For the second time in the past year, a federal court in Washington D.C. has upheld the constitutionality of the heart of the 2006 reauthorization of the Voting Rights Act, making the likely challenge before the Roberts Court all the more important.
Shelby County, Alabama v. Holder involved a direct challenge to Section 5′s “preclearance” of the VRA which requires states and jurisdictions with histories of racial discrimination in voting have all voting law changes either reviewed by the Department of Justice or the D.C. District Court before going into effect to make sure they are nondiscriminatory. In 2006 the city of Calera, Alabama enacted a discriminatory redistricting plan without complying with Section 5. The result is that the city lost its lone African-American councilman, Ernest Montgomery.
When the redistricting plan was challenge as a violation of the VRA Shelby County (a largely white suburb of Birmingham) filed suit in federal court asking that Section 5 of the VRA be declared unconstitutional.
The Shelby County case confronted the fundamental question of what legal standard should be used to determine whether, as Shelby County claimed, Congress had exceeded its authority in reauthorizing Section 5 for 25 years in 2006. Shelby County invoked recent Supreme Court holdings that, at least as to certain Fourteenth Amendment legislation, “[t]here must be a congruence and proportionality between the injury to be prevented or remedied and the means adopted to that end.” In so doing, the County proposed a standard that would effectively preclude Congress from renewing effective anti-discrimination laws. The United States and defendant-intervenors (represented by civil rights organizations and law firms, including the Lawyers’ Committee for Civil Rights Under Law, the ACLU, and the NAACP Legal Defense Fund) argued that, in its prior rulings in 1966 and 1980 upholding Section 5, the Supreme Court held that Congress may “use any rational means to effectuate the constitutional prohibition of racial discrimination in voting.”
At the trial court level the court concluded that “congruence and proportionality” should be applied in this case, but that this articulation of the legal standard and the Supreme Court’s prior articulations all are part and parcel of the same basic legal standard. Therefore, the court held, under this standard, the judiciary owes substantial deference to Congress’ determinations in enacting and reauthorizing Section 5, since Section 5 protects a fundamental right and prevents discrimination based on a constitutionally suspect classification.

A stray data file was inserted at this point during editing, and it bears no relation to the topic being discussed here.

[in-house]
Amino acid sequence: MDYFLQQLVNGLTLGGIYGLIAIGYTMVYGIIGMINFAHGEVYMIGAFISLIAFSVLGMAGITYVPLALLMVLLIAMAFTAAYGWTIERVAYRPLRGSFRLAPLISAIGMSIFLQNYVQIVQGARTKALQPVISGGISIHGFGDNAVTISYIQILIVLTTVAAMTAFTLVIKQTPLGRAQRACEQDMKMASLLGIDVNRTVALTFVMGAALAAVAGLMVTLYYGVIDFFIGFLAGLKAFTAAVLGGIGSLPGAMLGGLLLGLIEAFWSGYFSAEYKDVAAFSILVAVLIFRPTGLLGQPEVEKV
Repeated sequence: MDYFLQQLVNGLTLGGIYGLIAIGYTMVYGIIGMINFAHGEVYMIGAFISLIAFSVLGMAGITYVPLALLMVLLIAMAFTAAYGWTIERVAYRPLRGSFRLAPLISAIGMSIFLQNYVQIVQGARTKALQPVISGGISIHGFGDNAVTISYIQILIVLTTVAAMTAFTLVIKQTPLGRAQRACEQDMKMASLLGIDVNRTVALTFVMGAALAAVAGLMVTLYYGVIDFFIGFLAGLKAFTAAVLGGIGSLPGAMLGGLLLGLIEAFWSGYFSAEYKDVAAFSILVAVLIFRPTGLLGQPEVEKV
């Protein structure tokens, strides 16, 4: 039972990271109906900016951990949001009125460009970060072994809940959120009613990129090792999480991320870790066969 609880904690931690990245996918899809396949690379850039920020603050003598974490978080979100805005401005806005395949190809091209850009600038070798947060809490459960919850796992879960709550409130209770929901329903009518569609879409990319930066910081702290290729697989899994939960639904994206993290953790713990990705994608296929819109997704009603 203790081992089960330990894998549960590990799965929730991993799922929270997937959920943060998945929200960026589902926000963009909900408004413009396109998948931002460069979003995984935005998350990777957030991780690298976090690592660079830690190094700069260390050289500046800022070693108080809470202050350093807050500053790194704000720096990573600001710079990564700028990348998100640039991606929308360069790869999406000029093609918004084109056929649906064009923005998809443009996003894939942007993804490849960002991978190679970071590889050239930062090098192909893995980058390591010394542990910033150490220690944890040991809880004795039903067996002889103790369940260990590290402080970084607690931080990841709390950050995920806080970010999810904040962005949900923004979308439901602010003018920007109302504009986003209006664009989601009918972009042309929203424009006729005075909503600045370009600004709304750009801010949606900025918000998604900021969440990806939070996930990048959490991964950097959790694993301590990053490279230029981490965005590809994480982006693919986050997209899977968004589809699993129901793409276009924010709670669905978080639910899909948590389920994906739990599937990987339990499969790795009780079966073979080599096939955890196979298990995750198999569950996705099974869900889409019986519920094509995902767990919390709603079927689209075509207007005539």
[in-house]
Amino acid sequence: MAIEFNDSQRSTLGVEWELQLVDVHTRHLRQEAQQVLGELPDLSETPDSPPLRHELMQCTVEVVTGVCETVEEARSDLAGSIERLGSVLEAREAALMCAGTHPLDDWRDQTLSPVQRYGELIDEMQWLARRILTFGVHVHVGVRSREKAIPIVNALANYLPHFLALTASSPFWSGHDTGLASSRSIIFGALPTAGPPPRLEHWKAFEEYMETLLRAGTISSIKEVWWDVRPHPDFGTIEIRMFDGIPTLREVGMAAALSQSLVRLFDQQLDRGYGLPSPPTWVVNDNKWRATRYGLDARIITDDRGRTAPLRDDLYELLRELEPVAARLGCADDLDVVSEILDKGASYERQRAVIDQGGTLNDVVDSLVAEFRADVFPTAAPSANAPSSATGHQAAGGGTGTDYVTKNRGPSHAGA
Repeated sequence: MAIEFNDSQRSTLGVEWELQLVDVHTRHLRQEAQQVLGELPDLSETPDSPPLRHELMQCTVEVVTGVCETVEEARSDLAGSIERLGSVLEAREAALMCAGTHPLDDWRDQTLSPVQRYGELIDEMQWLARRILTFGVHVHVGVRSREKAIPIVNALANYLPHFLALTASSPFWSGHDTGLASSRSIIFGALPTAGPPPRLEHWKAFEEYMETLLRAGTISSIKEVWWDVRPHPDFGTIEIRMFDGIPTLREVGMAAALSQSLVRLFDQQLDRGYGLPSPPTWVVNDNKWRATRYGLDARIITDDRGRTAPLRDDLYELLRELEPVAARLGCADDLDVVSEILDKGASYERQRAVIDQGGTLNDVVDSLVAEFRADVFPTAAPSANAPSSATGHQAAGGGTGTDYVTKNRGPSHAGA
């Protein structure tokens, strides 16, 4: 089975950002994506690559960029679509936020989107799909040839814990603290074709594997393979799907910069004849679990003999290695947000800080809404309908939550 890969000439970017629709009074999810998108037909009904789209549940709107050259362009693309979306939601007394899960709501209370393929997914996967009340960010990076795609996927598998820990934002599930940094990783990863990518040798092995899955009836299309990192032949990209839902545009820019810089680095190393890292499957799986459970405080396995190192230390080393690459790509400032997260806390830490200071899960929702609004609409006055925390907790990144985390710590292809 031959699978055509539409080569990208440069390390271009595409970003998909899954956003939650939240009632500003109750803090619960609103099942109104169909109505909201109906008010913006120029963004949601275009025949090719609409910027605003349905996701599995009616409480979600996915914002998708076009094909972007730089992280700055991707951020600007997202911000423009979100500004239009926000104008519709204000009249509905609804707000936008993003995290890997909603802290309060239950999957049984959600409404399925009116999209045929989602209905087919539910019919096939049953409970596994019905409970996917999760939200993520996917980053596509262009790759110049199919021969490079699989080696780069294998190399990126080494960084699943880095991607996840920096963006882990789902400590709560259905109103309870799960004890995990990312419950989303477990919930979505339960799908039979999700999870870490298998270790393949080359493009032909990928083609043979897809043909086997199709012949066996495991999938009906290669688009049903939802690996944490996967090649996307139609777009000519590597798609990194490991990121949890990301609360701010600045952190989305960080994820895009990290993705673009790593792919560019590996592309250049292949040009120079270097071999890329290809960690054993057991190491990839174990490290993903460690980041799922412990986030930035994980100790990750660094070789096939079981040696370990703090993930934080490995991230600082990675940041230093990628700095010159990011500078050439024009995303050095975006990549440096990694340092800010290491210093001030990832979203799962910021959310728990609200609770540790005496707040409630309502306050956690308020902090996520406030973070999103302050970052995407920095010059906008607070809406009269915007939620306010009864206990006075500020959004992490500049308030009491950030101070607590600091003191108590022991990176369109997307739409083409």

The court then undertook a detailed review of the legislative record Congress compiled in 2005 and 2006, comprising more than 15,000 pages of “statistics, findings by courts and the Justice Department, and first-hand accounts of discrimination.” and concluded that Congress had appropriately determined that “voting discrimination by covered jurisdictions had continued into the 21st century, and that the protections of Section 5 were still needed to safeguard racial and language minority voters.” It also concluded that Congress had appropriately determined that Section 5’s geographic coverage remains sufficiently related to the nature and scope of voting discrimination in this country.
In making these findings, the court rejected Shelby County’s arguments that would have placed impossibly-high evidentiary hurdles in Congress’ path to renewing almost any civil rights law. For example, the County made the extreme claim that Congress only could reauthorize Section 5 if current conditions mirrored the situation that existed in 1965, when Southern states were effectively barring most African-Americans from registering and voting.
Instead, the court found that Congress acted well within its constitutional authority when it examined the full breadth of recent voting discrimination, including voting changes aimed at diluting the voting strength of minority citizens who are able to register and vote. This is especially significant in light of the spat of discriminatory gerrymandering and voter ID legislation so popular in Republican-controlled state legislatures.
Lastly the trial court rejected the claim that Section 5’s coverage formula may be suspect because it relies on electoral conditions that existed in 1964, 1968, and 1972. As the court explained “the election data from those years . . . served only as a proxy for identifying those jurisdictions that had a long, open, and notorious history of disenfranchising minority citizens and diluting their voting strength whenever they did manage to register and cast ballots.” It concluded that limiting Section 5 to these jurisdictions – in the context of extensive legislative evidence that voting discrimination in these jurisdictions is continuing – is “[p]erhaps the most significant way” in which Congress sought to ensure that Section 5 remains a congruent and proportional remedy.
Much like the legal history of the Proposition 8 challenges, these are judicial opinions written with a specific eye toward Supreme Court review. And the appellate court took notice, affirming the record and the substance of the findings in a strong embrace of the expansive voting rights.
Racial discrimination in voting is “one of the gravest evils that Congress can seek to redress,” Judge David Tatel wrote in his ruling upholding the constitutionality of the Voting Rights Act, and at least one section of the federal judiciary intends to make sure those remedies remain in place.
Photo from kristin_a via flickr.
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